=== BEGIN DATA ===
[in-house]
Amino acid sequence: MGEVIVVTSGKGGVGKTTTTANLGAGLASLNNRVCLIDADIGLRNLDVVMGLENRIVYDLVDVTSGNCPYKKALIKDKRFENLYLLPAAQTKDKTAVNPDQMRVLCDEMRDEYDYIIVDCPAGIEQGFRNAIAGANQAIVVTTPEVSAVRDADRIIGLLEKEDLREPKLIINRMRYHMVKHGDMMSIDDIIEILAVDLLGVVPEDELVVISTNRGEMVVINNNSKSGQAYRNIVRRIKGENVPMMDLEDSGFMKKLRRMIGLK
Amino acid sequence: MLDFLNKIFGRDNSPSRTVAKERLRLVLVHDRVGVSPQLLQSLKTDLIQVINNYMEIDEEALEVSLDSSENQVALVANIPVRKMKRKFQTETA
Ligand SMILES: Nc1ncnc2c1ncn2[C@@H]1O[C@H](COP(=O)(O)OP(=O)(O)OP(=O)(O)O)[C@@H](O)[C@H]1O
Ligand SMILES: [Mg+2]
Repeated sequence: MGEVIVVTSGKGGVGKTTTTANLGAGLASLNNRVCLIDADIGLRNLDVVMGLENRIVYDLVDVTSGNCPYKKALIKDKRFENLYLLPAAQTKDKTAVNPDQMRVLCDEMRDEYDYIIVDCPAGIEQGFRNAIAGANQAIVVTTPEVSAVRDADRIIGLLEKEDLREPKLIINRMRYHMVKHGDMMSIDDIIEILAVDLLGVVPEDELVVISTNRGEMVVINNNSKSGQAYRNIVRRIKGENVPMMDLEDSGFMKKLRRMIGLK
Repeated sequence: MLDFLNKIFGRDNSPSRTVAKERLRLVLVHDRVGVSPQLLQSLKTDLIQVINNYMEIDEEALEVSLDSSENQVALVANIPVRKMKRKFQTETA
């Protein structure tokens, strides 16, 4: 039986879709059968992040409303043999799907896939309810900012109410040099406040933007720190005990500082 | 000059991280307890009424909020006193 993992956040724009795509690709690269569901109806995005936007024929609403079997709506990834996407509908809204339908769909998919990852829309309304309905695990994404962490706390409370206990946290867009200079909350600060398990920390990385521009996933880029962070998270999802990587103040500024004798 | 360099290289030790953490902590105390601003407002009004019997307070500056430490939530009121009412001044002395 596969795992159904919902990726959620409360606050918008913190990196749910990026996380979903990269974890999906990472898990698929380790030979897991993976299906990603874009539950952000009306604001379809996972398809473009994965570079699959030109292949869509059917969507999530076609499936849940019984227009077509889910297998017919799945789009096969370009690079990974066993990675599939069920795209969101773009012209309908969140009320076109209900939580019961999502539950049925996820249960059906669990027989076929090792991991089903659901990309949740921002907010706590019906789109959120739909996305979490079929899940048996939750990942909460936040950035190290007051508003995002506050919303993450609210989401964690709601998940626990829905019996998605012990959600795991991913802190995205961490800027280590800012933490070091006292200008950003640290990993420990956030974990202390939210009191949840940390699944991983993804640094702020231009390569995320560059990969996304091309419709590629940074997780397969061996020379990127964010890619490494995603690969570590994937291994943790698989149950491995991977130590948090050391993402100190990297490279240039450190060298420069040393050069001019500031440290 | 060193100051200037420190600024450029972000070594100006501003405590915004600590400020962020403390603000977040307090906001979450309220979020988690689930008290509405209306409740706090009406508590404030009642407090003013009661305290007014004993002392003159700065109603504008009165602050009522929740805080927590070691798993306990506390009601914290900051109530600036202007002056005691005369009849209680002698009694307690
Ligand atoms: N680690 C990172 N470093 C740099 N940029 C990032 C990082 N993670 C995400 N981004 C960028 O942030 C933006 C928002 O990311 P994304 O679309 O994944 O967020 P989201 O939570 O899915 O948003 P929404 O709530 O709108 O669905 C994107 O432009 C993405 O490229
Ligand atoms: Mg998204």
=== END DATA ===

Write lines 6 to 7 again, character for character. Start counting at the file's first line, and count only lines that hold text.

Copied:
Repeated sequence: MGEVIVVTSGKGGVGKTTTTANLGAGLASLNNRVCLIDADIGLRNLDVVMGLENRIVYDLVDVTSGNCPYKKALIKDKRFENLYLLPAAQTKDKTAVNPDQMRVLCDEMRDEYDYIIVDCPAGIEQGFRNAIAGANQAIVVTTPEVSAVRDADRIIGLLEKEDLREPKLIINRMRYHMVKHGDMMSIDDIIEILAVDLLGVVPEDELVVISTNRGEMVVINNNSKSGQAYRNIVRRIKGENVPMMDLEDSGFMKKLRRMIGLK
Repeated sequence: MLDFLNKIFGRDNSPSRTVAKERLRLVLVHDRVGVSPQLLQSLKTDLIQVINNYMEIDEEALEVSLDSSENQVALVANIPVRKMKRKFQTETA